Off-the-beaten-track beaches in Yorkshire
- Credit: Andrew Kearton / Alamy Stock Photo
We know the big players when it comes to buckets and spades in Yorkshire but check out these sandy spots for some rock-pooling, pebble-gathering and quieter beach walks.
Two miles south of Bridlington, this flat beach is popular with dog walkers and has plenty of space to walk for miles in either direction. It’s also popular with windsurfers as there is more surf than the beach at Bridlington. Great too for horse riding, kite flying and general beach hanging out. Easy access too.
Danes Dyke, Flamborough
A pebbling paradise! On the southern side of the Flamborough headland, just under a mile west of landmark South Landing. The pebble beach, which is flanked by rocks and backed by cliffs, becomes sandier closer to the water. At low tide, a number of rockpools are exposed, making this a good place to hunt for marine wildlife.
From the beach there are views across Bridlington Bay and further down the coast.
Cayton Bay has a magnificent wide sweeping bay, a year-round dog-friendly beach, clean water, affordable parking and great facilities. A beautiful place to explore, no matter what time of the year you decide to visit. A fan favourite with surfers, bird watchers, fun-seekers and fossil hunters, or those who just want to relax and unwind. Cayton Bay nestles between the famous resorts of Scarborough and Filey, as an area of unspoilt natural beauty.
Port Mulgrave beach
Play the pirate and have an adventure discovering this often-unexplored beach next to its famous neighbour, Staithes. This little sand and rock beach was once a thriving port but is now a derelict harbour where ironstone from local pits was once shipped up to Jarrow on the Tyne for processing. There are still plenty of reminders of the beach's history, including the mouth of a large tunnel which runs deep into the cliff.
Hornsea South is a sand and shingle beach next to the small seaside resort of Hornsea. It is a popular beach for many different water sports and also for walkers with the Transpennine Trail finishing here. The beach is lined with wooden groynes to prevent erosion. In Victorian times it became a popular seaside retreat with a promenade running alongside the beach. Beyond the town is Hornsea Mere, one of the largest lakes in Yorkshire.
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Not so much a secret but definitely a pocket of peace compared to nearby Whitby. Good sandy beaches, plenty of paddling potential and a cracking walk on the cliffs to the spooky outcrop that looks more like a moonscape – created by the alum industry from the mines and the spoils. There are great views from here as you walk to Kettleness point.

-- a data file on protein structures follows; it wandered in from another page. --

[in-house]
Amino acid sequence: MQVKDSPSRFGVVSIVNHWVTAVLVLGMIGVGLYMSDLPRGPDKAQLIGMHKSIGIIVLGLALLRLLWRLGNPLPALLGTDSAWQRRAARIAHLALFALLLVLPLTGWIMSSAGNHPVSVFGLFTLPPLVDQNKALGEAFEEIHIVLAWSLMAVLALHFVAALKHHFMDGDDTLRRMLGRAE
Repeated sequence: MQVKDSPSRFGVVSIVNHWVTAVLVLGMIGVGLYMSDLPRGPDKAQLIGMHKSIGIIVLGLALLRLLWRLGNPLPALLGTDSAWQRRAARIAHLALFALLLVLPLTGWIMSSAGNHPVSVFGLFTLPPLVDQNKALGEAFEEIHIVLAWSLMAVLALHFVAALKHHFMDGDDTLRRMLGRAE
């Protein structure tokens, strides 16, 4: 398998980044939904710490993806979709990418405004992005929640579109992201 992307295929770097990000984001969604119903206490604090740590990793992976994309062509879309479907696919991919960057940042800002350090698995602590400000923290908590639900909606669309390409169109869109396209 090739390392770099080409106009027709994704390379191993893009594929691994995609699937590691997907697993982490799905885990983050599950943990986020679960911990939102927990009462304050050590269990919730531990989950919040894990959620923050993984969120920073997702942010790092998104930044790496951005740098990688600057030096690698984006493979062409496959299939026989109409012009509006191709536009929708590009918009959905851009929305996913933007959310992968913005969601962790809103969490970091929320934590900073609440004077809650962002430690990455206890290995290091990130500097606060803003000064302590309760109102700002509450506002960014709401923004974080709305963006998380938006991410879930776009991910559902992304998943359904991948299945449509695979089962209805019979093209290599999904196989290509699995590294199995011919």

A gap in the hillside takes you down to the beach midway between Filey and Bempton. Get to it easily by driving down Sands Lane and parking in a car park/field. The beach is huge and usually pretty empty and it’s good for barbecues and dogs. There are no annoying rules so you can take your dog, have a barbecue etc. The walk in to Filey and back takes around an hour and a half and you will pass Billy Butlin’s holiday home, a striking 1930’s art deco house known as the White House (no dodgy chalets for Billy). Apparently Charlie the Butlins’ elephant is buried nearby. You can also walk the other way towards Bempton and Flamborough via beach and cliff paths. Or if you want to take a walk inland, you can take the Centenary Way.
Cattersty Sands is a long, sand and shingle beach between Saltburn and Staithes with The Cleveland Way walking route passing adjacent to the beach. The beach is intersected by a rocky pier which dates back to the areas mining days with an old jetty built in 1886, for loading steamboats which transported the ore to Middlesbrough. Cattersty Sands is a good destination for those seeking a bit of tranquillity. In summer good for safe bathing and sandcastle-making.
Between Redcar and often-busy Saltburn, this is a quiet stretch of coastline with opposite the old harbour village of Marske-by-the-Sea. Water sports such as surfing, boating, and windsurfing are all popular along this stretch of coastline, as is fishing, swimming and walking. The wide beach is great for walks and sunsets, particularly when the tide is out and a vast, flat, sandy area is exposed.
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